The interval of cosmological parameters plotted in Fig. 7 was chosen to be centered on the values of the simulation and in the range of . In this way, we can immediately assess the degree of degeneracy. We find that if we alter one of the cosmological parameters by the scaling factor changes by for , for , for , and for . These numbers agree well with those given by the fitting formula for the sound horizon by Eisenstein & Hu (1998):
More interesting are the dependences of the equation of state on the cosmological parameters, in particular the dependence on and , which enter the relation between the scaling factors and . For a constant model (), we indicate the derived correlations in Fig. 8, where the solid line corresponds to and the dotted line to . In contrast to the previous case, these correlations are redshift dependent, for example at the dependence of both the sound horizon and the Hubble parameter on almost exactly cancel each other, whereas at the effect originating in the Hubble parameter is stronger. Among the cosmological parameters the largest uncertainty in originates in , in particular at lower redshifts.
We have already mentioned that the power spectra derived from the light cone output and corresponding snapshot at the mean redshift are almost on top of each other. The more evolved parts of the light-cone sample compensate almost precisely the less evolved parts, such that its power spectrum is almost identical to that at the mean redshift (see Fig. 4). In Fig. 9 we show the corresponding PDFs of the scaling factors. The lines show the and confidence levels obtained from the dark matter snapshot (dashed) and light-cone (dotted) power spectra at redshift (left) and (right) in real (top) and redshift space (bottom). The differences in the error ellipses derived from the light-cone and snapshot data are overall small. Hence, light-cone effects in this survey volume and at these redshifts are unimportant to our fitting.
The error ellipses for the reconstructed samples are shown in Fig. 9 as solid lines. We observe that for data at in redshift space the reconstruction of the BAO shrinks the error ellipses by a factor of three. For this reason, it would be desirable to develop a reconstruction method that can be applied to noisy and biased density fields. For surveys at redshift , this effect is less important.
Orientation of the error ellipse
The errors in the scaling factors originate in two different sources. One source is the errors in the power spectrum; the other source is the uncertainties in the cosmological parameters and , which produce an uncertainty in the sound horizon, i.e. the scale of the BAO. If the principal error could be attributed to the uncertainty in the physical sound horizon, the orientation of the ellipse would be approximately in the direction of the line defined by . For a low signal-to-noise ratio power spectrum for which the scale of the BAO in the power spectrum cannot be determined accurately, the orientation of the error ellipse is instead in the direction of the line of .
We assess if the approximations to compensate for an incorrect reference cosmology i.e. the scaling relations given in Eq. (4), are sufficiently accurate for our simulated surveys. We calculate the distances assuming three reference cosmologies that differ only in terms of and compute the corresponding power spectra.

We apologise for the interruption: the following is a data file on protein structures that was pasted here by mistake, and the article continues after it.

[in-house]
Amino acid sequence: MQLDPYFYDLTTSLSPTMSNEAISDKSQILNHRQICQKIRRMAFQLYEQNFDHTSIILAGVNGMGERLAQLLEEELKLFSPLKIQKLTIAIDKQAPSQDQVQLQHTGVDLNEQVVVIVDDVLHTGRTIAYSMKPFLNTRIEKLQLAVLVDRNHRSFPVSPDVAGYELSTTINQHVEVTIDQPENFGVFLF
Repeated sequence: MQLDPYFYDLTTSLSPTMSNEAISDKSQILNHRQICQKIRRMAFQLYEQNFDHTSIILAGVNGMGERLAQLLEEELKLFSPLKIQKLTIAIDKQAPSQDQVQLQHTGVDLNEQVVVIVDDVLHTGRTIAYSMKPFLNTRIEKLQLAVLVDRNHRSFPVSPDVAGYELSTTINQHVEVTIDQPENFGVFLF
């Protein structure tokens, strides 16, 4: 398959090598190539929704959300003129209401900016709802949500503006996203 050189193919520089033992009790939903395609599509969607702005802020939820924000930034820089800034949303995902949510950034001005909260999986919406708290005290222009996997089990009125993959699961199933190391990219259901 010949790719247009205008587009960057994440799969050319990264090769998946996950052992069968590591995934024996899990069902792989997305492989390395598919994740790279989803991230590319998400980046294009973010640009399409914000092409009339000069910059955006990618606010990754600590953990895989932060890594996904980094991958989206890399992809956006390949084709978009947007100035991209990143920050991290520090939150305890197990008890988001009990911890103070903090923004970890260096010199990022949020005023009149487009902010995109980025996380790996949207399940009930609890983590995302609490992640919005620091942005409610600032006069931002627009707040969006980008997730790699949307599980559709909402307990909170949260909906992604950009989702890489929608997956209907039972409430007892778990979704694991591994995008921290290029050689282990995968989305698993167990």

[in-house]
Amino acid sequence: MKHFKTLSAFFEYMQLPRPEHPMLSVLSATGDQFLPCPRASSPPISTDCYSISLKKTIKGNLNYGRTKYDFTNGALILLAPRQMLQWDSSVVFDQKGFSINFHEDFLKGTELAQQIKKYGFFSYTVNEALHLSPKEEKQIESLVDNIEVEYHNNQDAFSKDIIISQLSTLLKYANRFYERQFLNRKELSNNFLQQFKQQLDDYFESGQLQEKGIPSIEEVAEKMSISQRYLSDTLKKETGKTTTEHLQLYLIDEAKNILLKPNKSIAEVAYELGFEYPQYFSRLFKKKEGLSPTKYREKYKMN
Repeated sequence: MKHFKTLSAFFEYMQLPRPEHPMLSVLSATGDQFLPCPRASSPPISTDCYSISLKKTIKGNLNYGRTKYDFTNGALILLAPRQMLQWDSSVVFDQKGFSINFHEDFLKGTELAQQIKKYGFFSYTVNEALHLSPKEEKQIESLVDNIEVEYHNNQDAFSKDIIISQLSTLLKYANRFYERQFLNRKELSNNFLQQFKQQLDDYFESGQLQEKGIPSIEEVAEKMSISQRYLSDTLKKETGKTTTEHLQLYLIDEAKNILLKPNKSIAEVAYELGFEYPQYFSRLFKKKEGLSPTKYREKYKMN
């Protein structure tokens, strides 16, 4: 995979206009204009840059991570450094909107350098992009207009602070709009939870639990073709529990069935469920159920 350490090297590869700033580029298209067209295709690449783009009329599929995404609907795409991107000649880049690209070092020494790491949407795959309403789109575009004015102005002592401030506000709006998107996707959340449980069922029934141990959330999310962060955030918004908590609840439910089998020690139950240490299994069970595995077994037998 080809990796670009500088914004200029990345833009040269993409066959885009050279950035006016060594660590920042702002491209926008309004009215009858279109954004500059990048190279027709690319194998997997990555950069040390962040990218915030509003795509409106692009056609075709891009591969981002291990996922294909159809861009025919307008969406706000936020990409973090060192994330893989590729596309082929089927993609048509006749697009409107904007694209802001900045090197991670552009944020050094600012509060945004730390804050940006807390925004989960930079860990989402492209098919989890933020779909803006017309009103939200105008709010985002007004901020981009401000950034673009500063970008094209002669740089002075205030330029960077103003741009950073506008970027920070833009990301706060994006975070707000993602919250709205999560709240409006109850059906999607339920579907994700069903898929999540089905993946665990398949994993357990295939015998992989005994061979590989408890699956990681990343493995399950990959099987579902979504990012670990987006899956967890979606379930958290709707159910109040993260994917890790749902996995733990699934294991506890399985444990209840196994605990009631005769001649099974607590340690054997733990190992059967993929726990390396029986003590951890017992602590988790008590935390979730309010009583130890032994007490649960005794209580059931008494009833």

As an example, the oscillatory parts of the dark matter power spectra at in real space are shown in Fig. 10. We observe that the scale of the oscillations is compressed and stretched for and , respectively.
We scale the one-dimensional power spectra according to the scaling relation, i.e. , where the factor is due to the scaled volume element. The fractional difference of these scaled power spectra with respect to that of the correct cosmology, i.e. , is shown in Fig. 11. The data points for (squares) and (plus signs) are shifted by and , respectively, to center them on the zero line. These small shifts have a similar origin as in the light-cone versus snapshot comparison; we calculate the scaling factor at the mean redshift, which is not equal to the mean scaling factor. The noise in the scaled power spectra is substantially smaller on large scales than the error, which is already implicit in the power spectrum due to cosmic variance (dashed line) and additional shot noise (solid line). To determine if this (additional) noise impairs the fitting of the BAO and with it the measurement of the equation of state , we fit the corresponding data of the twelve simulations by assuming a constant . We find that the best-fit value for varies among the different reference cosmologies for a single simulation by not more than , and is typically . This should be compared with the standard deviation for a single measurement, which is about . All PDFs scatter about the mean value of , no systematic effects are noticeable. We conclude that the scaling relations do not introduce a noticeable bias or enlarge the error in . For real data, a consistency check would be to recalculate the distances and corresponding power spectrum and redo the analysis using the measured as the reference value for the assumed cosmology.